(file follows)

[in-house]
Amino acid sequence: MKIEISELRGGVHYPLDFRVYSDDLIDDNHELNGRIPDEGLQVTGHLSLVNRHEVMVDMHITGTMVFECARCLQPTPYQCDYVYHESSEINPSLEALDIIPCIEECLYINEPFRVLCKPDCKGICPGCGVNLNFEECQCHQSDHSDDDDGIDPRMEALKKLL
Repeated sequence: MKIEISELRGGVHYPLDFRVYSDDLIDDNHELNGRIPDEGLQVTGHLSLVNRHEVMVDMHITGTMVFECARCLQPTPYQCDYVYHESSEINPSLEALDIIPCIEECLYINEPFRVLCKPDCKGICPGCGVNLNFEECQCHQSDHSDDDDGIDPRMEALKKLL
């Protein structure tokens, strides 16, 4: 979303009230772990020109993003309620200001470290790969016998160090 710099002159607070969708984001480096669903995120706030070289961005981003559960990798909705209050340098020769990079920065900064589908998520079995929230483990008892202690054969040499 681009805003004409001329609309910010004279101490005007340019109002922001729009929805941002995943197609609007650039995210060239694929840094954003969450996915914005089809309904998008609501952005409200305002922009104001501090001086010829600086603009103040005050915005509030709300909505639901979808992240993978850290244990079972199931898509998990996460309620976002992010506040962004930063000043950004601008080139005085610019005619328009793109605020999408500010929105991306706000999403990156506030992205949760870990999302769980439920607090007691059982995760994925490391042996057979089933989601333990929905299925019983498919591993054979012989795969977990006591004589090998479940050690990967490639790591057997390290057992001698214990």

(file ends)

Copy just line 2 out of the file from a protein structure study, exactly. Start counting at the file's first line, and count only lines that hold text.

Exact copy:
Amino acid sequence: MKIEISELRGGVHYPLDFRVYSDDLIDDNHELNGRIPDEGLQVTGHLSLVNRHEVMVDMHITGTMVFECARCLQPTPYQCDYVYHESSEINPSLEALDIIPCIEECLYINEPFRVLCKPDCKGICPGCGVNLNFEECQCHQSDHSDDDDGIDPRMEALKKLL